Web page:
LAWRENCE — A renowned 1992 sketch on “Saturday Night Live” follows newly elected President Bill Clinton as he and Secret Service agents jog into McDonald’s. When a customer asks if he’s in favor of sending U.S. troops to Somalia, Clinton (played by Phil Hartman) provides his own humanitarian aid metaphor by grabbing McNuggets from other customers and claiming “it’s being intercepted by warlords.”
“And you can send all the food you want,” he says filching various items, “a McDLT, hot apple pie … it’s just gonna end up with the warlords!”
But many scholars also agree with this satirical assessment, proclaiming humanitarian food aid increases the risk and longevity of civil conflict in countries that receive it.
Not true says Sébastien Mary, an academic program associate in the University of Kansas Department of Economics. His new article, “Humanitarian Food Aid and Civil Conflict,” appears in the current issue of World Development.
“There is still a misguided belief that it can create more evil than help,” Mary said.
“When I think about what food aid does, you’re gonna have positive effects and negative effects. But I have a hard time understanding why — or haven’t seen a clear explanation for why — the negative effects should dominate the positive ones.”
A 2014 article contending U.S. food aid “increases the incidence and duration of civil conflict,” published in the American Economic Review by Nathan Nunn and Nancy Qian, propelled Mary into challenging this assertion.
“When I first read it, I was like, ‘That’s kind of suspicious,’” he said. “You have a lot of anecdotes. But to extend the anecdotal evidence and case studies and say, ‘It doesn’t work’ — scientists rarely make that step, but policymakers do.”
So he recruited a colleague to help him study the methods used to come up with this assumption.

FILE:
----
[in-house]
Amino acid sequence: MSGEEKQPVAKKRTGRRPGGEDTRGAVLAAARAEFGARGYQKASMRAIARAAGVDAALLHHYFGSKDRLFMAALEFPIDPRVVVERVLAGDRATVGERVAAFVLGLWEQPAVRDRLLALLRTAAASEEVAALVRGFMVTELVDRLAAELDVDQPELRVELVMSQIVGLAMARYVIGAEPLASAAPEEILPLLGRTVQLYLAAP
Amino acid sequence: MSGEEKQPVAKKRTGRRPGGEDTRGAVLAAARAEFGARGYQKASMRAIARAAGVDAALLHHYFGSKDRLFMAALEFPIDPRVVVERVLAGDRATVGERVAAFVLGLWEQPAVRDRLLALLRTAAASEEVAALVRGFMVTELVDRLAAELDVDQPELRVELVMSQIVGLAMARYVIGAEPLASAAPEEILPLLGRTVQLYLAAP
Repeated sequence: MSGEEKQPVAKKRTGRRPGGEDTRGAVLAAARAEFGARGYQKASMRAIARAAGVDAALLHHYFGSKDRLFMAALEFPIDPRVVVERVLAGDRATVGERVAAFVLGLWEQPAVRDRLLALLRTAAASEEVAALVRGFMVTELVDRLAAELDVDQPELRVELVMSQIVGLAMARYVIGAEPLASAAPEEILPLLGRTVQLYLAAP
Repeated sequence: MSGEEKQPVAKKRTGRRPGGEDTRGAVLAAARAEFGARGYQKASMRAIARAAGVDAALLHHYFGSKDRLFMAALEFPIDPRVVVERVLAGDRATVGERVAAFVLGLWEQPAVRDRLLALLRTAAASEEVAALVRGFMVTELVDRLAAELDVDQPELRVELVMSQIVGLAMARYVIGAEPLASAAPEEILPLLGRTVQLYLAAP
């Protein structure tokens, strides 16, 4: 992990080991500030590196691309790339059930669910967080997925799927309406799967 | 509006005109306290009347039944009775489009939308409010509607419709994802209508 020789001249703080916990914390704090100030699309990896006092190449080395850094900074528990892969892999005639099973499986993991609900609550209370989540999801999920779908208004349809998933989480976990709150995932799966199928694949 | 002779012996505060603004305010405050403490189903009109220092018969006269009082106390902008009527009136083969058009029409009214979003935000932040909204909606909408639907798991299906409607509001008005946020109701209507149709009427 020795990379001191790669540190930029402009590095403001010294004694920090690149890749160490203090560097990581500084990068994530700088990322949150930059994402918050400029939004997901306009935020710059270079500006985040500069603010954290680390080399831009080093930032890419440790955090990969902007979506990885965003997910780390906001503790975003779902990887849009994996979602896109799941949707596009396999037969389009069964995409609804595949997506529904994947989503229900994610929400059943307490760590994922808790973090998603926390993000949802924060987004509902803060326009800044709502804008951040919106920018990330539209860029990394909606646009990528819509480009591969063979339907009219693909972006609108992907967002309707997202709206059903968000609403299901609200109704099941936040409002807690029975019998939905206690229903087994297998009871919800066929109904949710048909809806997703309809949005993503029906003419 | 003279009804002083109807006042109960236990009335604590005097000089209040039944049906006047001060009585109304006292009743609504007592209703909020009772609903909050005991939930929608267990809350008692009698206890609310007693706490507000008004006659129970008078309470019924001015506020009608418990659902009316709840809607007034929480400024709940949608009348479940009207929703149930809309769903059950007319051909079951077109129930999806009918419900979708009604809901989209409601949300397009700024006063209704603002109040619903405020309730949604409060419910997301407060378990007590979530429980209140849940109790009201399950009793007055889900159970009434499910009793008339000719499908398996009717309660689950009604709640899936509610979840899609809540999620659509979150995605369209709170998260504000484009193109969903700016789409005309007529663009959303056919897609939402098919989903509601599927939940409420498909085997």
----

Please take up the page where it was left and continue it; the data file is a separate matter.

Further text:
“I realized there were flaws in the way they ran the analysis. We wanted to address this and see whether we could first replicate their work making the same mistake, then correct the mistake and see what happened,” Mary said.
His research for the article (co-written with Ashok Mishra of Arizona State University) estimates the effect of food aid on civil conflict by sampling 79 recipient countries between 2002-2017. He found a 10 percent increase in this aid per capita decreases the incidence of conflict by a 0.2 percentage. It also decreases the onset and duration of such conflicts.
“Humanitarian food aid saves lives,” Mary said.
A surprisingly few amount of cross-national studies have been performed on this topic – only about four or five, according to Mary.
“Before I did this paper, I wrote another looking at three other cross-national studies that examined humanitarian aid overall. And when I looked at the studies, I replicated three and overturned the results in two. I was like, ‘Wow, we have a problem,’” said Mary, who began working at KU in January.
He believes his own research will be equally scrutinized … and possibly overturned. In the piece, he provides the data and computer code his team used so others can attempt to replicate his results.
“It will probably be criticized for a couple of things that we discussed in the paper that we stated might be a problem,” he said of baseline issues such as migratory flows. “But the one thing I think helped us get confidence is the fact we can replicate the results from the previous study.”
A native of Rennes, France, Mary has written extensively on global food and nutrition security. This includes articles on food trade and extreme hunger and a book titled “The Eurasian Wheat Belt and Food Security.”
Prior to his academic track, he worked for the European Commission in a research center focused on agriculture and rural development in what he terms “evidence-based policymaking.”
“It’s only going to get worse,” Mary said of the strain on humanitarian aid in conflict regions.
“You’re going to have a population of 9 billion people within 25 years. The stress on the food systems is only going to increase, and with that the competition for the planet’s resources will increase. This will be an eternal problem. Hence the need to better understand how and whether aid works.”
Top Photo: Thousands of tons of rice and corn are offloaded from a floating platform off the coast of Haiti following a 2010 earthquake. Credit: The Royal Navy, via WikiCommons.